A student talks in front of others in an auditorium.
Students make their final 5-minute pitches during the Innovate Pitch competition

Students address real-world issues during annual Innovate Pitch competition

For the first time in the five year history of the annual Innovate Pitch Competition, there were both undergraduate and graduate awards given to the top teams competing.

Overall there were nearly 350 submissions for the competition with the final 11 undergraduate and six graduate student teams having moved on to the pitch stage of the competition. The teams were each given five minutes to make their pitch with the aim to solve real-world problems locally and beyond.

The top three teams in each division were awarded prize money, and a fourth team in each area was awarded the audience choice award.

This year’s winners in the undergraduate category were Alex Larsen, Robert Voetglen and Laura Clifton with their pitch “A community source application for beating inflation,” an app to help tackle inflation. The program would help families find the best deals, mainly for groceries.

A male and female college student pose with a trophy during an awards ceremony after a competition.
Alex Larsen, Laura Clifton and Robert Voetglen (not pictured) won the undergraduate portion of the Innovation Pitch competition.

Larsen is a fourth-year undergraduate informational technology major in the School of Computer and Cyber Sciences who also works at Food Lion where he sees people struggle to pay their food bill every day.

“I watch families come in and struggle and have to scan back things and put them back and trying to figure out to fit into their budget,” said Larsen. “It definitely inspired a big portion of this app.”

Clifton, a fourth-year undergraduate business major in the James M. Hull College of Business, winning is a big deal because of the amount of work that went into the project and the desire to make it succeed.

“We put in a lot of work, especially with our conflicting schedules, because all of us work and have various classes,” said Clifton. “It was important to us to work as a team and collaborate so that way we could meet our goal and hopefully help some future families.”

On the graduate side of the competition, Hiroko Tanaka and Rachel Laird collected the $5,000 first-place prize with their pitch “Training models for wound debridement.”

Tanaka and Laird are in their final year as medical illustration students in the College of Allied Health Sciences and went beyond the illustration part by actually creating 3D-printed models of wounds with different skin tones that can be used to practice cleaning wounds.

Two female students smile with an Innovate competition trophy.
Hiroko Tanaka and Rachel Laird win the graduate portion of the Innovative Pitch competition.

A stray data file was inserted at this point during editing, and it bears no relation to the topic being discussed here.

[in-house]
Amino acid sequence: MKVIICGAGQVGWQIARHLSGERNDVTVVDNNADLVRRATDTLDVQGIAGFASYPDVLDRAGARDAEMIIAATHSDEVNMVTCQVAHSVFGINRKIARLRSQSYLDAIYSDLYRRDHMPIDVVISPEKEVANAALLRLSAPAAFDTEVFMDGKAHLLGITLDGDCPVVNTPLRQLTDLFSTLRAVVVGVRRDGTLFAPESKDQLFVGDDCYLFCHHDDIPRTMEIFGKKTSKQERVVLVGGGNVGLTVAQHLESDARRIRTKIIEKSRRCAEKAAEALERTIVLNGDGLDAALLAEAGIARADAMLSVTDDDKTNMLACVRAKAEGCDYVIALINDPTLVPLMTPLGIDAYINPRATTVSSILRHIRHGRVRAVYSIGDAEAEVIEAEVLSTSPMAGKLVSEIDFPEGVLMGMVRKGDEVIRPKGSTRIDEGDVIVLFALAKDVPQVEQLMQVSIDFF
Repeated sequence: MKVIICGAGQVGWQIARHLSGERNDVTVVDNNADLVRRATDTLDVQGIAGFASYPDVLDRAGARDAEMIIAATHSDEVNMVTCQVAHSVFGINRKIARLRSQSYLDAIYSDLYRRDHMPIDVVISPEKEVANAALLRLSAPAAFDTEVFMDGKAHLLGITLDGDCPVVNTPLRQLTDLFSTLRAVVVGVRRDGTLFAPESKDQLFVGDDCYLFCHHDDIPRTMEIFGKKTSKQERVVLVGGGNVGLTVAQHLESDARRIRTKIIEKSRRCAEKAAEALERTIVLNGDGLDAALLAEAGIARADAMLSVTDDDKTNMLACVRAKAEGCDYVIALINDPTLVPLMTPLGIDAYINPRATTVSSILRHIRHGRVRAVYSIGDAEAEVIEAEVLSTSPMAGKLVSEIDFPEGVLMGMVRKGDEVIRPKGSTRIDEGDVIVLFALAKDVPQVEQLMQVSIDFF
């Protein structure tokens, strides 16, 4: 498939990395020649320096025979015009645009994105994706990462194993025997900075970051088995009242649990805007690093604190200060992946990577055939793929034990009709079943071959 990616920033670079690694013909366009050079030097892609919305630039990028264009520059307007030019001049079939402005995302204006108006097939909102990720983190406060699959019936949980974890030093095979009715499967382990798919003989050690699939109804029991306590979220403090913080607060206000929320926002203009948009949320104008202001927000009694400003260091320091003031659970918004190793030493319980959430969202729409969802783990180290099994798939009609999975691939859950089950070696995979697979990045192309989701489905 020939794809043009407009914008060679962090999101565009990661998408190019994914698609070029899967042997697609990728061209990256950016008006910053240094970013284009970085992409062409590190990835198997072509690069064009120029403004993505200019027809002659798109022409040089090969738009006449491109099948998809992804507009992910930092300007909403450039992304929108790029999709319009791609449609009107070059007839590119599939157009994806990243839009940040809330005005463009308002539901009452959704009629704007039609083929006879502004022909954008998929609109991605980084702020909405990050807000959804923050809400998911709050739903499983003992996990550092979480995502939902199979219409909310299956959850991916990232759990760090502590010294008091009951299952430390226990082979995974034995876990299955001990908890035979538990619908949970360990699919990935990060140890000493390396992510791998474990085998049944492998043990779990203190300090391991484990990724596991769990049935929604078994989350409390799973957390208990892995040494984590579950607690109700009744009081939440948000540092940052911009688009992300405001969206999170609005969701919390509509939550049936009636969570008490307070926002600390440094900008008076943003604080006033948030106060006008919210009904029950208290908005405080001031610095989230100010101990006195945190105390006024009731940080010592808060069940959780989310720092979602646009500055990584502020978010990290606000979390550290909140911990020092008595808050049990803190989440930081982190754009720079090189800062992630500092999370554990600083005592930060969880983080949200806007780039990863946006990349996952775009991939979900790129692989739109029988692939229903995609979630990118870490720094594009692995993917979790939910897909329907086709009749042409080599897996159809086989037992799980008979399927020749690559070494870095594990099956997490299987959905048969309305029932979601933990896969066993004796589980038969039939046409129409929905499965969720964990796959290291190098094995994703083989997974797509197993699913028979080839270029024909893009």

“This was actually pitched to us by the Department of Physical Therapy when we were picking our master’s project, our capstone. A group of doctors came to us with medical illustration needs. We also talked with Dr. Megan Mobley in the Physical Therapy Department, and we came up with this idea together,” said Laird.

The duo took a 3D model class and had a similar project to make skin cubes for doctors to practice suturing with. This was a natural progression to the models for wound cleaning.

Winning was a surprise to Laird and Tanaka but gratifying as well.

“We were surprised that we won, but we were really passionate about our project to begin with,” added Tanaka. “It’s just amazing that a lot of people also were interested in the pitch.”

When questioned about the cost factor in making these wound models, they said it actually would be under $40 per unit to make with a 3D printer.

The students who took part in the competition are hoping this is just the starting point, and they are able the ball rolling toward their pitch being used by the public and professionals down the road.

For the app-based pitch, there’s more work to be done, but Larsen, Voetglen and Clifton are confident it can become reality.

“There’s a lot of background coding that would need to happen,” Larsen said. “Also getting sponsored by grocery stores to try to ensure that it becomes an app that is affordable for the families that need it, but we’re confident it can happen.”

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Written by
Kevin Faigle

Kevin Faigle is Media Relations Specialist at Augusta University. Contact him to schedule an interview on this topic or with one of our experts at kfaigle@augusta.edu.

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Avatar photo Written by Kevin Faigle

Jagwire is your source for news and stories from Augusta University. Daily updates highlight the many ways students, faculty, staff, researchers and clinicians "bring their A games" in classrooms and clinics on four campuses in Augusta and locations across the state of Georgia.

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